Suburban Gothic

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This article is about the subgenre. For the 2014 film, see Suburban Gothic (film).

Suburban Gothic is a subgenre of Gothic fiction, film and television, focused on anxieties associated with the creation of suburban communities, particularly in the United States, from the 1950s and 60s onwards. It often, but not exclusively, relies on the supernatural or elements of science fiction that have been in wider Gothic literature, but manifested in a suburban setting.

Description[edit]

Suburban Gothic is defined by Bernice M. Murphy as "a sub-genre [sic] of the wider American Gothic tradition which dramatises anxieties arising from the mass urbanisation of the United States and usually features suburban settings, preoccupations and protagonists".[1] She argues that a common trope of the suburban Gothic is the danger within a family or neighbourhood, rather than an external threat.[2] Teenagers and children are often major protagonists or sources of threat and characteristic conflicts often focus on issues of individuality and conformity.[3]

Important early works identified with the subgenre include Richard Matheson's I Am Legend (1954) and Shirley Jackson's, The Haunting of Hill House (1959).[4] Works that incorporate environmental concerns include Ira Levin's The Stepford Wives (1972), Anne Rivers Siddons's The House Next Door (1978) and the Todd Haynes film Safe (1995).[5] Important films include versions of these written works and Tobe Hooper's Poltergeist (1982).[6] Several works by David Lynch, notably the television series Twin Peaks and the film Blue Velvet have been identified as part of the suburban gothic subgenre.[7] Films with threats from a female protagonist, including Fatal Attraction (1987) and Disclosure (1994) have also been identified as part of the genre.[8] TV series such as Buffy the Vampire Slayer and Desperate Housewives have also been seen as dealing with concerns about hidden Gothic worlds behind the suburban façade.[9] The 2011 Australian film Snowtown also concerns suburban gothic themes.[citation needed]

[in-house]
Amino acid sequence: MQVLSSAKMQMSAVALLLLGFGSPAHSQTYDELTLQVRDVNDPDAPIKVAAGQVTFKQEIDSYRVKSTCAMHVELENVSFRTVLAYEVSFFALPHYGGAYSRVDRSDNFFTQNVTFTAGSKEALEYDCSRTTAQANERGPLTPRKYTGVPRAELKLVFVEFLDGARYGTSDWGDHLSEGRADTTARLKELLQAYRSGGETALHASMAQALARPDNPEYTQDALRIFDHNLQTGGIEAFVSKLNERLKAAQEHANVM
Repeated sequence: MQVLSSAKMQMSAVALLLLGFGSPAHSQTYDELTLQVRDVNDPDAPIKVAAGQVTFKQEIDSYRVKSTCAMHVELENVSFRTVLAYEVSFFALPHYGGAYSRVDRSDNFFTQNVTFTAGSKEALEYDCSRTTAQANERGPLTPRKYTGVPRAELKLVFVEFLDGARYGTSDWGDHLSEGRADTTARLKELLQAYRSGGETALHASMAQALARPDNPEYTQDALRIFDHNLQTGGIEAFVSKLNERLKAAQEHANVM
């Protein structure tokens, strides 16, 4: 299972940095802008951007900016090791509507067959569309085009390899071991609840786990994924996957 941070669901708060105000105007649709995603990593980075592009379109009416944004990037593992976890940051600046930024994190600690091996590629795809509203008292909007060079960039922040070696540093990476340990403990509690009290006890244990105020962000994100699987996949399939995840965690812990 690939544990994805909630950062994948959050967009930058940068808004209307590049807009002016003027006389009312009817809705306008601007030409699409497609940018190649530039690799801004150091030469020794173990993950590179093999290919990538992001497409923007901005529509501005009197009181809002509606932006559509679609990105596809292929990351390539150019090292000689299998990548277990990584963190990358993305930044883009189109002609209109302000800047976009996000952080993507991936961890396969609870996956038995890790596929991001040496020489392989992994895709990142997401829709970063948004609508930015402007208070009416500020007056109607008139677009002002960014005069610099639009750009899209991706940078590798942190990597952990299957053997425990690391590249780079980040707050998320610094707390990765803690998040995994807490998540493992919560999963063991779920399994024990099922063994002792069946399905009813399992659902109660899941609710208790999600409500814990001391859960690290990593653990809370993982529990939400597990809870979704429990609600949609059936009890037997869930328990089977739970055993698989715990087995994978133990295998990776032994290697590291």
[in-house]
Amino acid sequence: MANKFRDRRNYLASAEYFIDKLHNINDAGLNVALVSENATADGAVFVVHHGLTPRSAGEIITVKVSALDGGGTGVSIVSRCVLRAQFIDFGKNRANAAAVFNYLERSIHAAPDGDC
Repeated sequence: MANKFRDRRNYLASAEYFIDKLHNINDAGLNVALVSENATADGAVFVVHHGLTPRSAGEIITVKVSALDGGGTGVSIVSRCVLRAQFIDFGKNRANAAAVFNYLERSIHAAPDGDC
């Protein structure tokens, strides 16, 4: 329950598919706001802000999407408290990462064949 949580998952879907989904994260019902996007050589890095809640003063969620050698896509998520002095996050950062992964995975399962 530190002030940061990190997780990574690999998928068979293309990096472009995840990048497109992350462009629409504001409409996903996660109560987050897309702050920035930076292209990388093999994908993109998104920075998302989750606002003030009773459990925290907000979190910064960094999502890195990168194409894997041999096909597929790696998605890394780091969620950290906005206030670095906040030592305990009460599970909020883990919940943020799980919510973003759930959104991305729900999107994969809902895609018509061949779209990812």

See also[edit]

Notes[edit]

  1. ^ B. M. Murphy, The Suburban Gothic in American Popular Culture (Palgrave Macmillan, 2009), ISBN 0-230-21810-5, p. 2.
  2. ^ B. M. Murphy, The Suburban Gothic in American Popular Culture (Palgrave Macmillan, 2009), ISBN 0-230-21810-5, p. 3.
  3. ^ B. M. Murphy, The Suburban Gothic in American Popular Culture (Palgrave Macmillan, 2009), ISBN 0-230-21810-5, pp. 2–3.
  4. ^ B. M. Murphy, The Suburban Gothic in American Popular Culture (Palgrave Macmillan, 2009), ISBN 0-230-21810-5, p. 15.
  5. ^ B. M. Murphy, The Suburban Gothic in American Popular Culture (Palgrave Macmillan, 2009), ISBN 0-230-21810-5, p. 4.
  6. ^ J. E. Hogle, The Cambridge Companion to Gothic Fiction (Cambridge: Cambridge University Press, 2002), ISBN 0-521-79466-8, p. xxv.
  7. ^ The Anadromist (2012) American Gothic Films: An Incomplete List . The Anadromous Life, [blog] November 7, 2012, Available at: http://theanadromist.wordpress.com/2012/11/07/american-gothic-films-a-list/ [Accessed: December 9, 2012].
  8. ^ K. I. Michasiw, "Some stations of sub-urban Gothic", in R. K. Martin and E. Savoy, eds, American Gothic: New Interventions in a National Narrative (University of Iowa Press, 2009), ISBN 1-58729-349-8, p. 240.
  9. ^ B. M. Murphy, The Suburban Gothic in American Popular Culture (Palgrave Macmillan, 2009), ISBN 0-230-21810-5, p. 166.